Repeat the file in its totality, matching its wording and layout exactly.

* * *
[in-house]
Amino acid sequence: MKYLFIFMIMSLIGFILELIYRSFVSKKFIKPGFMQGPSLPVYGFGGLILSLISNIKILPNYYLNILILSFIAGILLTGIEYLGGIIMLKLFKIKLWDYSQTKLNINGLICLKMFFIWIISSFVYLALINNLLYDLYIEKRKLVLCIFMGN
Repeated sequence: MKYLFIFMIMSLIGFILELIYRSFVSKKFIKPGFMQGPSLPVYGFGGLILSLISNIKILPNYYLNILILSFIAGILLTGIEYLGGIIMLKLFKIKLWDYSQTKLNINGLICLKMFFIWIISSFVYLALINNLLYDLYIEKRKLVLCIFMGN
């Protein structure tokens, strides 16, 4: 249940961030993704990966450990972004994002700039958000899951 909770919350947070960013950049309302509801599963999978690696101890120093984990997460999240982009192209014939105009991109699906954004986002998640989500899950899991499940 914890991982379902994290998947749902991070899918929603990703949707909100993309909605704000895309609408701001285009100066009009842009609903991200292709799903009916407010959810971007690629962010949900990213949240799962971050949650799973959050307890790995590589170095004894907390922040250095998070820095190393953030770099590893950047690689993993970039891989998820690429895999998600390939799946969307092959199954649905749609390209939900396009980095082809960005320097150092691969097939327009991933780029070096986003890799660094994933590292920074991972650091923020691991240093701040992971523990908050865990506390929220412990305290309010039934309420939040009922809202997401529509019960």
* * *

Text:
[in-house]
Amino acid sequence: MKYLFIFMIMSLIGFILELIYRSFVSKKFIKPGFMQGPSLPVYGFGGLILSLISNIKILPNYYLNILILSFIAGILLTGIEYLGGIIMLKLFKIKLWDYSQTKLNINGLICLKMFFIWIISSFVYLALINNLLYDLYIEKRKLVLCIFMGN
Repeated sequence: MKYLFIFMIMSLIGFILELIYRSFVSKKFIKPGFMQGPSLPVYGFGGLILSLISNIKILPNYYLNILILSFIAGILLTGIEYLGGIIMLKLFKIKLWDYSQTKLNINGLICLKMFFIWIISSFVYLALINNLLYDLYIEKRKLVLCIFMGN
């Protein structure tokens, strides 16, 4: 249940961030993704990966450990972004994002700039958000899951 909770919350947070960013950049309302509801599963999978690696101890120093984990997460999240982009192209014939105009991109699906954004986002998640989500899950899991499940 914890991982379902994290998947749902991070899918929603990703949707909100993309909605704000895309609408701001285009100066009009842009609903991200292709799903009916407010959810971007690629962010949900990213949240799962971050949650799973959050307890790995590589170095004894907390922040250095998070820095190393953030770099590893950047690689993993970039891989998820690429895999998600390939799946969307092959199954649905749609390209939900396009980095082809960005320097150092691969097939327009991933780029070096986003890799660094994933590292920074991972650091923020691991240093701040992971523990908050865990506390929220412990305290309010039934309420939040009922809202997401529509019960």